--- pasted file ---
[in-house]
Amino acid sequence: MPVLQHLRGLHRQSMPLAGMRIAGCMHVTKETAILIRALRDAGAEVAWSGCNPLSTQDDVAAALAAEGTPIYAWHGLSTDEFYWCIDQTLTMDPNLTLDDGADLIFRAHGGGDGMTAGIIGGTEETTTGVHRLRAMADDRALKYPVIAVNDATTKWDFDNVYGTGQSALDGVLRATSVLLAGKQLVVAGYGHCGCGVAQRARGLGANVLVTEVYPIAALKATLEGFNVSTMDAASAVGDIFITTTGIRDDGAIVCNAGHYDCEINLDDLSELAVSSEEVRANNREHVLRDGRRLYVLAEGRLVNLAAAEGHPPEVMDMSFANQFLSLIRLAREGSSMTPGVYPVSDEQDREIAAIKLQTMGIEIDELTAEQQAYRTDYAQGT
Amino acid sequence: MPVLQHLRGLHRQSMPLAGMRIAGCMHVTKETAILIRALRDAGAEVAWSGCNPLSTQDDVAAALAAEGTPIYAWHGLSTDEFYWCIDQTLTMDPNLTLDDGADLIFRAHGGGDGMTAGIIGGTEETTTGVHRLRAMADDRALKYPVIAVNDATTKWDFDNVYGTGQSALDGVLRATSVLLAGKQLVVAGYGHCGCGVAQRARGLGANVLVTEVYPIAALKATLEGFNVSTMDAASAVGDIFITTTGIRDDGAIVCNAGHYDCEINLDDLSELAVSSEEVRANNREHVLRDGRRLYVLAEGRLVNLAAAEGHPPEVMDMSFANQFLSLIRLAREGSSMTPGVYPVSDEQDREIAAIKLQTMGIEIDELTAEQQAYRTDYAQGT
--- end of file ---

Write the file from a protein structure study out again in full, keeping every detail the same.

[in-house]
Amino acid sequence: MPVLQHLRGLHRQSMPLAGMRIAGCMHVTKETAILIRALRDAGAEVAWSGCNPLSTQDDVAAALAAEGTPIYAWHGLSTDEFYWCIDQTLTMDPNLTLDDGADLIFRAHGGGDGMTAGIIGGTEETTTGVHRLRAMADDRALKYPVIAVNDATTKWDFDNVYGTGQSALDGVLRATSVLLAGKQLVVAGYGHCGCGVAQRARGLGANVLVTEVYPIAALKATLEGFNVSTMDAASAVGDIFITTTGIRDDGAIVCNAGHYDCEINLDDLSELAVSSEEVRANNREHVLRDGRRLYVLAEGRLVNLAAAEGHPPEVMDMSFANQFLSLIRLAREGSSMTPGVYPVSDEQDREIAAIKLQTMGIEIDELTAEQQAYRTDYAQGT
Amino acid sequence: MPVLQHLRGLHRQSMPLAGMRIAGCMHVTKETAILIRALRDAGAEVAWSGCNPLSTQDDVAAALAAEGTPIYAWHGLSTDEFYWCIDQTLTMDPNLTLDDGADLIFRAHGGGDGMTAGIIGGTEETTTGVHRLRAMADDRALKYPVIAVNDATTKWDFDNVYGTGQSALDGVLRATSVLLAGKQLVVAGYGHCGCGVAQRARGLGANVLVTEVYPIAALKATLEGFNVSTMDAASAVGDIFITTTGIRDDGAIVCNAGHYDCEINLDDLSELAVSSEEVRANNREHVLRDGRRLYVLAEGRLVNLAAAEGHPPEVMDMSFANQFLSLIRLAREGSSMTPGVYPVSDEQDREIAAIKLQTMGIEIDELTAEQQAYRTDYAQGT